The Democratic Party is one of the two major parties in the United States that holds power in the government. As an endogenous institution, politicians, activists, office seekers, and office holders shape the party. Its formal organization is incredibly variable and contains informal methods and traditions, which give party leaders a great deal of power. It is not uncommon to see a group of party members lay down party rules, followed by those same actors picking the subsequent outcomes. When all is said and done, “parties produce candidates, platforms, and policies,” while voters consume their party’s products in exchange for votes.¹ Voters are composed completely outside the institution, unless they become volunteers or activists they remain “‘brand name’ loyalists […] targets of partisans’ efforts”² to broaden their voter base. In this setting, politicians and office seekers join the party to gain broad support and funding, in return, supporting other party members and in most cases voting along party lines despite personal qualms. The strength of the party system is maintained by an understanding of rational choice theory and issues concerning social choice theory, as each player attempts to seek his or her goals.³
Within this framework it is clear that the Democratic Party naturally favors Hillary Clinton, a longtime member and supporter, over Bernie Sanders, an independent and relative ‘oddball.’ Sanders doesn’t support the Party above his own principles and views, and he isn’t an insider who is likely to campaign and lobby for less-than progressive Democrats. He isn’t accountable to the Party and thus he is an unsatisfactory candidate in the minds of many establishment actors. Despite his voting record lining up with Clinton’s more than ninety percent of the time and his advocacy for Party principles and goals, arguing for change above and beyond that of Hillary Clinton, he remains a threat to the political elite.
The roles of closed primaries, arcane caucus systems, superdelegates, registration deadlines, and voter purges sum to methods of maintaining party control. These are also the methods by which Sanders supporters argue the political system is rigged. The Democratic establishment contends that the party is responsible for taking into account legitimate party members in their selection of the Democratic candidate for president. More than half of Sanders supporters are independent or unaligned, and therefore the Party has no interest in insuring their votes are counted. Questions of favoritism, however, should not be taken lightly, as members of the DNC are neither permitted to support candidates nor sway voters towards one candidate or the other at the primary/caucus stage. Debbie Shultz, the chairwoman of the DNC, has been accused of favoritism in scheduling debates to strategically reduce viewership, neglecting to reprimand the DNC finance chairman who fundraised for Hillary Clinton, cutting the Sanders campaign access to the entire DNC database, and courting superdelegates resulting in 329 of 713 committing themselves to Clinton before the first Democratic debate in August of 2015.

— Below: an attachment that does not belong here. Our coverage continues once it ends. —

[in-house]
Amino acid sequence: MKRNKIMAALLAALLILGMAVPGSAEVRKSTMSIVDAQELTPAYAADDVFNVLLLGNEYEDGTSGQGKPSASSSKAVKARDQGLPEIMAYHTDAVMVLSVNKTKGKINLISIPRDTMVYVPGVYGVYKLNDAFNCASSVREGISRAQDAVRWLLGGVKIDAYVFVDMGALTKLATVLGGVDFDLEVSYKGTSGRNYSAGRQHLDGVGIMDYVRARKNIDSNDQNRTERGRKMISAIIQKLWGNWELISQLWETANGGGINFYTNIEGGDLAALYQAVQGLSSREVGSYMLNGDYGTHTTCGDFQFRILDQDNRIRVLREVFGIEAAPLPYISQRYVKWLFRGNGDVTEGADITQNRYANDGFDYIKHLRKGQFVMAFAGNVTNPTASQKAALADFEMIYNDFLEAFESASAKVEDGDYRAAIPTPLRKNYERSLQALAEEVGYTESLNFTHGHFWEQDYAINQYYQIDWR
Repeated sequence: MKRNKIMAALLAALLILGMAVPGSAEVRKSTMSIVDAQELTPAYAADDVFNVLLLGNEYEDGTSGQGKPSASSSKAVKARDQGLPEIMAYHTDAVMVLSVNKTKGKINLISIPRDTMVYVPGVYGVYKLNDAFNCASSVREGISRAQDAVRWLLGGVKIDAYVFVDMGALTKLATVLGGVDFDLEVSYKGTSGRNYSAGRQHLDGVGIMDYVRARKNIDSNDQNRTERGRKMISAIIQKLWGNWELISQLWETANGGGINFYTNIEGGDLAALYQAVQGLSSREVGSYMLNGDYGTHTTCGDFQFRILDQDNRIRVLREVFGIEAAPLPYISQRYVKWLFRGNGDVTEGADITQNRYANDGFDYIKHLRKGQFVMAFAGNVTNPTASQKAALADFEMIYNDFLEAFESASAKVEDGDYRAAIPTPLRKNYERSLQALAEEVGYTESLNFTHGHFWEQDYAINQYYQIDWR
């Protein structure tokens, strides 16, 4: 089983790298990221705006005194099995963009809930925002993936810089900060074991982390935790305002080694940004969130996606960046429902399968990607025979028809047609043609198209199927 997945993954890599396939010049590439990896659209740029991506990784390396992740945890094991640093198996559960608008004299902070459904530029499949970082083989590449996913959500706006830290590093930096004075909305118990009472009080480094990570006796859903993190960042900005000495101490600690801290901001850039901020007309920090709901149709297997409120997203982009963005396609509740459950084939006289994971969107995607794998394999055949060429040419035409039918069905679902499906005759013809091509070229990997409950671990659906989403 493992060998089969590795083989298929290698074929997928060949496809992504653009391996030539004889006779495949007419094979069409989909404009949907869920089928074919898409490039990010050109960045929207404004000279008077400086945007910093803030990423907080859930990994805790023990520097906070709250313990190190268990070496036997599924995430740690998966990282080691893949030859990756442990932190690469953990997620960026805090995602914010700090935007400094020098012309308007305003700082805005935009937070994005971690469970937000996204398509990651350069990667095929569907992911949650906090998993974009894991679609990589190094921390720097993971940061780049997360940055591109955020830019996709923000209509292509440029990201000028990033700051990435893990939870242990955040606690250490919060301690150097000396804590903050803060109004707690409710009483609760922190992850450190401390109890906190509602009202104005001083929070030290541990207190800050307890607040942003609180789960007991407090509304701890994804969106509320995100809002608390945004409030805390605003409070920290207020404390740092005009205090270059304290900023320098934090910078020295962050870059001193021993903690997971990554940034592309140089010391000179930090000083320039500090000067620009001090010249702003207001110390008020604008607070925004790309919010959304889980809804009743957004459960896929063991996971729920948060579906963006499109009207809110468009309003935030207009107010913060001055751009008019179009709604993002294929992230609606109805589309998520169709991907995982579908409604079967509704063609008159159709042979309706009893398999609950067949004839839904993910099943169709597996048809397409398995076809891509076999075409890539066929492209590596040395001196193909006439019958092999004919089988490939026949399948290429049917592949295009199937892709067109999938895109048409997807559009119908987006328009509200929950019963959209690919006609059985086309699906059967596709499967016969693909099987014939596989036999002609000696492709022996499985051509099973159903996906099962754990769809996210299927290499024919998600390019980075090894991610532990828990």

Whether or not one agrees with the policies of the Democratic Party, the process of electing office-holders in the United States is considerably undemocratic. Voter turnouts hover around 55% for presidential election cycles, and usually drop at least ten points for midterm Congressional elections. Moreover, the majority of registered voters are in fact independent, not members of either the Democratic or Republican Party. Despite the breadth of both parties, the existence of factions within each, and the ease of governance through the traditional two-party system, it continues to suffocate and divide political participation. Along with the exclusion of non-members in the primary system, lack of automatic voter registration at the age of eighteen incentivizes abstention and allows a few key players to dominate the political system. As Sanders enters the Democratic National Convention he will attempt to remedy the Party’s exclusivity, whether he is successful and whether it is in the best interest of the Party and its followers remains to be seen.
1 John H. Aldrich, “Politics and Parties in America,” in Why Parties? A Second Look (Chicago: The University of Chicago Press, 1995), 19.
3 Aldrich, “Politics and Parties.”